The "information trail" might create liability for the transmitting station that put the information on the air, but it looks like the statute is clear for anyone who copies the information and publishes it.
    47 U.S. Code § 605.Unauthorized publication or use of communications

    "This section shall not apply to the receiving, divulging, publishing, or utilizing the contents of any radio communication which is transmitted by any station for the use of the general public, which relates to ships, aircraft, vehicles, or persons in distress, or which is transmitted by an amateur radio station operator or by a citizens band radio operator."

    [edit] If some exemption like this didn't exist, one could imagine the potential implications. Web-SDR? Gone. Radios on demo at hamfests? Gone. YouTube videos with reviews of ham gear that include audio from amateur frequencies? Gone.

    Once you open the door to someone being liable for publishing the contents of something received over amateur frequencies - because some other law says the information is protected - then that's a terribly slippery slope.
    Last edited: Oct 10, 2019
  8. W6EM

    W6EM Ham Member QRZ Page

    Yes, they're explaining 47USC605(a). Or, attempting to. John, KX4O, introduces another issue: The Electronic Communications Privacy Act. 18USC 2701-2712. That looks like a rather sticky wicket for entities like Winlink, when they move an incoming Internet sourced email from their server to a user running an ACDS. The next question is who is responsible for adverse consequences of removing personal data from storage, which is protected, to Amateur Radio's domain, which isn't protected. Is Winlink culpable for adverse consequences or is the control operator of the ACDS who transmits the sensitive material? As John alludes, it might cost a hapless operator more than the equity of his abode.........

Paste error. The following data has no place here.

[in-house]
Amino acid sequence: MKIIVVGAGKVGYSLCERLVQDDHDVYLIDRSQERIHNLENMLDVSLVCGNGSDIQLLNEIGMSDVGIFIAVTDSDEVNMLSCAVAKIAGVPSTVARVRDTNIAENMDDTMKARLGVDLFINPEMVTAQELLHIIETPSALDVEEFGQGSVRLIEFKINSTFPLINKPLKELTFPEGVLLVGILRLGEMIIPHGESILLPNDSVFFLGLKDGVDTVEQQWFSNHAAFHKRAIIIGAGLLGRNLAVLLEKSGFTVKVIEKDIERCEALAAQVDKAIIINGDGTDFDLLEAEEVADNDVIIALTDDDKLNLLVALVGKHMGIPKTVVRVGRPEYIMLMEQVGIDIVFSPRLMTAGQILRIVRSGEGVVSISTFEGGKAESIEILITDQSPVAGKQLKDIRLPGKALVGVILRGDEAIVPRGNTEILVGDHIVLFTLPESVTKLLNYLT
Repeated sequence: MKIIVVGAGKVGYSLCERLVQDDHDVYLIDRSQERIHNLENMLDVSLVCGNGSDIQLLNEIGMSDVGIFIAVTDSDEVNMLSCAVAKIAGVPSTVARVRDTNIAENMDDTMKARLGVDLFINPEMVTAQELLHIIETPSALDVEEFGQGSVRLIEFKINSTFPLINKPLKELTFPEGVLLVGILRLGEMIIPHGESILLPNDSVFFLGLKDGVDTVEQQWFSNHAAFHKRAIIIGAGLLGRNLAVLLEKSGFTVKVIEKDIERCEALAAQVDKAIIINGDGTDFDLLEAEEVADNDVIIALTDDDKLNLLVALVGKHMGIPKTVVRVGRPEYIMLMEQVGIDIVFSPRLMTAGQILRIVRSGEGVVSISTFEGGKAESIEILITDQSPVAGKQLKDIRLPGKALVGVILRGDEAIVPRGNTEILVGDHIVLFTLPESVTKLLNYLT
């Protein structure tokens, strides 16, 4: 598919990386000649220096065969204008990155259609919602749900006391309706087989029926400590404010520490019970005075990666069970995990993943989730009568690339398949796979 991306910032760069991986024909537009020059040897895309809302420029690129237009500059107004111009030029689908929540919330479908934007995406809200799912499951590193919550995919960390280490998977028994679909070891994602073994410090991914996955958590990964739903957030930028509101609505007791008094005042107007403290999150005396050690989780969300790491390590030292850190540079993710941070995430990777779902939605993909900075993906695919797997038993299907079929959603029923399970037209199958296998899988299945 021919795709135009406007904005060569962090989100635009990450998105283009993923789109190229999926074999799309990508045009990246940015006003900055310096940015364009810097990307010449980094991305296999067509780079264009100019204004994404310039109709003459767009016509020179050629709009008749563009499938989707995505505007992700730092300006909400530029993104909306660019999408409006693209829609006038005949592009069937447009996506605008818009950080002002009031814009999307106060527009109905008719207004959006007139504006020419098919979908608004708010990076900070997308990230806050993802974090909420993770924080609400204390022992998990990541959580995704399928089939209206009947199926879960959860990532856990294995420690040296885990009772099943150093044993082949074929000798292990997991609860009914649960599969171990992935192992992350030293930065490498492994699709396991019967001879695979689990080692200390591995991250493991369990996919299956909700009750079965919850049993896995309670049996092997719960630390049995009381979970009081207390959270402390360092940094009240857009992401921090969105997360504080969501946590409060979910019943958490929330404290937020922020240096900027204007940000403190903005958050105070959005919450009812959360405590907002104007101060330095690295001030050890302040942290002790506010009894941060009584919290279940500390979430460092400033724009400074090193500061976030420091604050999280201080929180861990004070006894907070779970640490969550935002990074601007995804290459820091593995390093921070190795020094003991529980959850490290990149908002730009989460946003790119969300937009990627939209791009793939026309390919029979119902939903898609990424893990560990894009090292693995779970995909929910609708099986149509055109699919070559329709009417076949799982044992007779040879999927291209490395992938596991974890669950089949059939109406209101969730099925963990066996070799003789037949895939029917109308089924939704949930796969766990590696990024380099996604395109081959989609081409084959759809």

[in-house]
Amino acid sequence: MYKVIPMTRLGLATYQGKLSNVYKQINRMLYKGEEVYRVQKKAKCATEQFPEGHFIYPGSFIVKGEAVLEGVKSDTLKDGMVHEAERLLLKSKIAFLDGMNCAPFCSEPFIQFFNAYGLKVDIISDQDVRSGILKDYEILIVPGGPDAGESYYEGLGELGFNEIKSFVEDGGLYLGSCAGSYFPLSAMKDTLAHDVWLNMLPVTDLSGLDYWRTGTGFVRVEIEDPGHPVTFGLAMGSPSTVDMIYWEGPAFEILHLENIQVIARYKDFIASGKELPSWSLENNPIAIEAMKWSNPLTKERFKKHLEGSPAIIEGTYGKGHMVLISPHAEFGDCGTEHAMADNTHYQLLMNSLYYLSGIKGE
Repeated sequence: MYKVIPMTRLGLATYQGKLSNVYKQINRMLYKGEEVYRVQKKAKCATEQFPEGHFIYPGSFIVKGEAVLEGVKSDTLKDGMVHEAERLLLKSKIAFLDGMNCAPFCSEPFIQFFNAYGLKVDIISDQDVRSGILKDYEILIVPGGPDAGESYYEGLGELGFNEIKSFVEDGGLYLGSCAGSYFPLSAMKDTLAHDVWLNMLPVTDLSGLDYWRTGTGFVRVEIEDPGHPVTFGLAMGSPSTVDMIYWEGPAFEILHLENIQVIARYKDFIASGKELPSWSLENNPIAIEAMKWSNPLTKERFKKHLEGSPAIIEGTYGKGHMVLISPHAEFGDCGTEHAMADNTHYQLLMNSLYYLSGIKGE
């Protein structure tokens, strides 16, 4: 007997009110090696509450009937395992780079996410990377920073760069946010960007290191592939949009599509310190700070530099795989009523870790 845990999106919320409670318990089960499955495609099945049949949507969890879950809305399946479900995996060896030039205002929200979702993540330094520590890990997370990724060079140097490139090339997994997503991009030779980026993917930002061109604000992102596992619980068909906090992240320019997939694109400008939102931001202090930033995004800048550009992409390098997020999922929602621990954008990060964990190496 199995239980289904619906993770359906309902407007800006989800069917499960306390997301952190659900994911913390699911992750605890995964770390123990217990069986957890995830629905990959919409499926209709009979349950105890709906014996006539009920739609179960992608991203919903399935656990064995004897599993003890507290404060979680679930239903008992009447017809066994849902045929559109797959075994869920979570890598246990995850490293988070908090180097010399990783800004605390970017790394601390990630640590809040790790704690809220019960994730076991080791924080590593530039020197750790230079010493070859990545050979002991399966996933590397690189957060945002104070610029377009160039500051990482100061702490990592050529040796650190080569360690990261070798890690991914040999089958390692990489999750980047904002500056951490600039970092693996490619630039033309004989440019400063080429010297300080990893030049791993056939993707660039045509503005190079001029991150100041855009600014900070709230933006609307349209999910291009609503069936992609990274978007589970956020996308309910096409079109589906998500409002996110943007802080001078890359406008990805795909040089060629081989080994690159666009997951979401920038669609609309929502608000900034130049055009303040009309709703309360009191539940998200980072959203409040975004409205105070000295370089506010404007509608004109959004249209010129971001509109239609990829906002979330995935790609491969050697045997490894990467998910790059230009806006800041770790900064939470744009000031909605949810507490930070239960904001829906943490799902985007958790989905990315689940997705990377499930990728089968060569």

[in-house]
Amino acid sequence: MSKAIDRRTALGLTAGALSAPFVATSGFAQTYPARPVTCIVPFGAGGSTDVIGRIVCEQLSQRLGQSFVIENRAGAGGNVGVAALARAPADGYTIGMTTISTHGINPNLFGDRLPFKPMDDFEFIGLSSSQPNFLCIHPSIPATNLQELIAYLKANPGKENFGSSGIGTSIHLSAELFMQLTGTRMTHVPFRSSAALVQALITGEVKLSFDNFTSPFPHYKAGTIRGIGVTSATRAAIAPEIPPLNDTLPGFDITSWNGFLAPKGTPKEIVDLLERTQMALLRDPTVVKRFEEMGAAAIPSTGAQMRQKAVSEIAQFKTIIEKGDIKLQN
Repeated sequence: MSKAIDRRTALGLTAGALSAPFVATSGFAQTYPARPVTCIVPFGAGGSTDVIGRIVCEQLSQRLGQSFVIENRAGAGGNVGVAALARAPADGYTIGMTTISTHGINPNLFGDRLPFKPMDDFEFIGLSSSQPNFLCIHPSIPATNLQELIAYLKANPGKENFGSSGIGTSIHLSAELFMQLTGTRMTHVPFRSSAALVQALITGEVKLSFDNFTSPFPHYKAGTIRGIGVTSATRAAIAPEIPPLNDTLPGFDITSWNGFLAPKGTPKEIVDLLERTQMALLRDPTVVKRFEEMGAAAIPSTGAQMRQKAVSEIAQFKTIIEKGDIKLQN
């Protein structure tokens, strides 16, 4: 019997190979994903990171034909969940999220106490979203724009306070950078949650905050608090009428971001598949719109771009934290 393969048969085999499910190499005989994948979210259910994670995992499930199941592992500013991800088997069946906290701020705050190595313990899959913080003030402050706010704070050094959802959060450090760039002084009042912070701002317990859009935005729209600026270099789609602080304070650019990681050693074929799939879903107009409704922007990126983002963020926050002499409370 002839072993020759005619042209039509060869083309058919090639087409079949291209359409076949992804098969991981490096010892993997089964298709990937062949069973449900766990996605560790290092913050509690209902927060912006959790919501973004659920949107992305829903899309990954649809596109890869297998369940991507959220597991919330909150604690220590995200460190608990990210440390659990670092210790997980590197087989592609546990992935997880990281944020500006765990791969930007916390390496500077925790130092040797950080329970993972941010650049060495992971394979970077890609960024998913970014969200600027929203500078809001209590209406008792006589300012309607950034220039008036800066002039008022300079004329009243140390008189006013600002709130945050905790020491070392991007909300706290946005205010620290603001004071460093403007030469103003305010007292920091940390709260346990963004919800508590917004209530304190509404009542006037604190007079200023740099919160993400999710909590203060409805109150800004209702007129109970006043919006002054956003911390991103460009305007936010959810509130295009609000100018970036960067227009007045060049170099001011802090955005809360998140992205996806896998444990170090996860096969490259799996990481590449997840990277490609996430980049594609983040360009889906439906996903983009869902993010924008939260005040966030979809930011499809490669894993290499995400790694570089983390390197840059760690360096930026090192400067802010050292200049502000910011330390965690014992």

K0IDT and NL7W like this.
  9. K0IDT

    K0IDT Ham Member QRZ Page

    Another way to look at it, shouldn't the country with the first, or second, largest amateur operator population be the leader in innovation? That's the usual complaint I hear from certain quarters, US ham innovators are being held back
    by stupid rules while the rest of the world passes by us. Okay, where is all the innovation in the rest of the world? What new modes are being developed and where? Most recently FT8 and variants seem to be doing quite well under
    current rules, and I'm pretty sure a very large portion of the world jumped on that particular train when it blew past. US arrogance or leadership?

    The point with the RMS map was the sheer density of US HF Winlink stations compared to the rest of the world. Shouldn't the US be the driving force in bringing the ACDS problems under control? That is if Winlink survives the storm they brought down on themselves. It was never about them or Pactor, arrogance on full display?

    Something else to consider in this mess is the potentially illegal activity by those US stations operating off shore. One excellent example, a US Technician class ham, anchored in a Japanese port, running email destined for internet delivery, through a Russian gateway (no third party agreement), in the voice portion (US voice) of 40m. Kinda blew multiple Part 97 rules out of the water. If you want to make your head spin take a look at these pages. I didn't know that
    you needed an Advanced or Extra to operate in CEPT countries (there are certain exceptions)..........get the Excedrin out beforehand, or drink heavily, it's worse than the Part 97 jigsaw puzzle. From that page: "Note that most European countries (including their overseas territories e.g. French Polynesia and many Caribbean islands) (emphasis added) are covered by the CEPT agreement, which requires a US Advanced or Extra-class license." I wonder how many US stations are currently in violation of this agreement? It would be nice if we had some effective enforcement of Part 97.
    KX4O likes this.
  10. W6EM

    W6EM Ham Member QRZ Page

    According to an informed source, it was meant that US bands be in-sync with IARU/ITU Region 1, 2,3 alloctions, etc. Should have been more clearly stated that way.
    KX4O likes this.